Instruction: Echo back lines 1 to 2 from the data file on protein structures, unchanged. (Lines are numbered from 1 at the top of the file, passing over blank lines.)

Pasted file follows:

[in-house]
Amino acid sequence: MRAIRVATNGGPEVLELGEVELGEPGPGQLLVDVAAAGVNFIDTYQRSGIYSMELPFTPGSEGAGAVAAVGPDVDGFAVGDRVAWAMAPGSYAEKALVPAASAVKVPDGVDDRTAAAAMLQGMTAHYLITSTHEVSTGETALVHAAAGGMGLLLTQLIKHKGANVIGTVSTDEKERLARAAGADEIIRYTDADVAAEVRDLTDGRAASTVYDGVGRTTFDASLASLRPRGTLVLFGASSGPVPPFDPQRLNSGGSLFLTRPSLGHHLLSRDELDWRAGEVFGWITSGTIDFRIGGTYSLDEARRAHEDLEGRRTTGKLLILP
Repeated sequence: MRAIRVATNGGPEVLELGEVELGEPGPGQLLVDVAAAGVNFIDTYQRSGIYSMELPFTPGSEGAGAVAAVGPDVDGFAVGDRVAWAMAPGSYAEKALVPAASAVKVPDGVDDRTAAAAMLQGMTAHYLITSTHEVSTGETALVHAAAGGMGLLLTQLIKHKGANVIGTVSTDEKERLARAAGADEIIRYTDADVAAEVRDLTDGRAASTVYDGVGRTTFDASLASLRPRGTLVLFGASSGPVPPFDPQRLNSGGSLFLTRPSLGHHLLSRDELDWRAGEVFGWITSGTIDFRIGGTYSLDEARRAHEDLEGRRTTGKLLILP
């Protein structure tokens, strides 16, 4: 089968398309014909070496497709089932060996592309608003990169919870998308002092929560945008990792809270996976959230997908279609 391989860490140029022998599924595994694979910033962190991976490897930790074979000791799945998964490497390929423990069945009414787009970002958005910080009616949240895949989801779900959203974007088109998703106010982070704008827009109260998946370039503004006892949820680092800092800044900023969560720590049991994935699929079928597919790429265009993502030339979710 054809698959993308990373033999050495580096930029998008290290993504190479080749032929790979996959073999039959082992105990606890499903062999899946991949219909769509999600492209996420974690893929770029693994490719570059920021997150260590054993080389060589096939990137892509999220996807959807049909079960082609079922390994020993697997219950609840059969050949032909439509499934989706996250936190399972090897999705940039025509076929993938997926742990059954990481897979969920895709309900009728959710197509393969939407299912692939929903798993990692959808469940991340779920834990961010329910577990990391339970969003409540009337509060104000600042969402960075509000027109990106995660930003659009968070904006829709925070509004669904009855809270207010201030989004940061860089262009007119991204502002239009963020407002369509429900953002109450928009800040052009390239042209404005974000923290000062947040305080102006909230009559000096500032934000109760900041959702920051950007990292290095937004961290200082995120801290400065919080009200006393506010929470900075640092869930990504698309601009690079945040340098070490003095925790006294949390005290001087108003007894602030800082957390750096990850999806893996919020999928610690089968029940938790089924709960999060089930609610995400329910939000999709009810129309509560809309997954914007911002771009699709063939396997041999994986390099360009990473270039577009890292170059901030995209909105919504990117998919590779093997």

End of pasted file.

[in-house]
Amino acid sequence: MRAIRVATNGGPEVLELGEVELGEPGPGQLLVDVAAAGVNFIDTYQRSGIYSMELPFTPGSEGAGAVAAVGPDVDGFAVGDRVAWAMAPGSYAEKALVPAASAVKVPDGVDDRTAAAAMLQGMTAHYLITSTHEVSTGETALVHAAAGGMGLLLTQLIKHKGANVIGTVSTDEKERLARAAGADEIIRYTDADVAAEVRDLTDGRAASTVYDGVGRTTFDASLASLRPRGTLVLFGASSGPVPPFDPQRLNSGGSLFLTRPSLGHHLLSRDELDWRAGEVFGWITSGTIDFRIGGTYSLDEARRAHEDLEGRRTTGKLLILP